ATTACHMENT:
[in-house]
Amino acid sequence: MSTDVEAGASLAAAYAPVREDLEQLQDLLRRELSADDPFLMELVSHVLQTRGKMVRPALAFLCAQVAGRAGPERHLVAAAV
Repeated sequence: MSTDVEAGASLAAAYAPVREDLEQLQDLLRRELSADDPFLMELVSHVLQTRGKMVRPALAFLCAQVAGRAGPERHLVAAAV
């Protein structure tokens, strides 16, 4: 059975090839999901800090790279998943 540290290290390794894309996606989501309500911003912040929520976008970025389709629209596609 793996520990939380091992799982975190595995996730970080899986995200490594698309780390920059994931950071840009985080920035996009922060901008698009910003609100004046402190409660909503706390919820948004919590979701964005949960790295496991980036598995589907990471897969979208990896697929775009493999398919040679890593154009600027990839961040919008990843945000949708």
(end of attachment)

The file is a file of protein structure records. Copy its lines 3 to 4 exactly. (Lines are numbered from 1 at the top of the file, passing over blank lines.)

Repeated sequence: MSTDVEAGASLAAAYAPVREDLEQLQDLLRRELSADDPFLMELVSHVLQTRGKMVRPALAFLCAQVAGRAGPERHLVAAAV
């Protein structure tokens, strides 16, 4: 059975090839999901800090790279998943 540290290290390794894309996606989501309500911003912040929520976008970025389709629209596609 793996520990939380091992799982975190595995996730970080899986995200490594698309780390920059994931950071840009985080920035996009922060901008698009910003609100004046402190409660909503706390919820948004919590979701964005949960790295496991980036598995589907990471897969979208990896697929775009493999398919040679890593154009600027990839961040919008990843945000949708």